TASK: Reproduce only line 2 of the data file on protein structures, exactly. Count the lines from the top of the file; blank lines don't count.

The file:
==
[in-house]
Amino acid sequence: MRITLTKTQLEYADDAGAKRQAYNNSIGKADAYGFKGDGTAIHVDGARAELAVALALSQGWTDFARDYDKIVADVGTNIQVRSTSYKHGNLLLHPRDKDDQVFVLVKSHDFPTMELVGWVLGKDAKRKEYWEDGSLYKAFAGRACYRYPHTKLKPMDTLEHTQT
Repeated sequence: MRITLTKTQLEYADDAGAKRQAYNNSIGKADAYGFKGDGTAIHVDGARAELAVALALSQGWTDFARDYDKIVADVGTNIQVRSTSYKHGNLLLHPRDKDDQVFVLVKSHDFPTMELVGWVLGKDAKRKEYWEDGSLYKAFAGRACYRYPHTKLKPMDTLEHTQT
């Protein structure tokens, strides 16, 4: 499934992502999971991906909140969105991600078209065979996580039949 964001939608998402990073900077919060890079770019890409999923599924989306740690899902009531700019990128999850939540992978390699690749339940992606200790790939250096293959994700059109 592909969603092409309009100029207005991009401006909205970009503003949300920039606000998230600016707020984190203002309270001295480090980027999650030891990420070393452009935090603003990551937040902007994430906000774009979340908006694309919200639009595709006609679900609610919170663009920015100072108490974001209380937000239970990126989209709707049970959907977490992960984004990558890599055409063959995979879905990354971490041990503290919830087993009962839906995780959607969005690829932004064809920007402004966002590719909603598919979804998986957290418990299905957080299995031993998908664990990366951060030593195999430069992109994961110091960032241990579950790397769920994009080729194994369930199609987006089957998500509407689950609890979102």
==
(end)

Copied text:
Amino acid sequence: MRITLTKTQLEYADDAGAKRQAYNNSIGKADAYGFKGDGTAIHVDGARAELAVALALSQGWTDFARDYDKIVADVGTNIQVRSTSYKHGNLLLHPRDKDDQVFVLVKSHDFPTMELVGWVLGKDAKRKEYWEDGSLYKAFAGRACYRYPHTKLKPMDTLEHTQT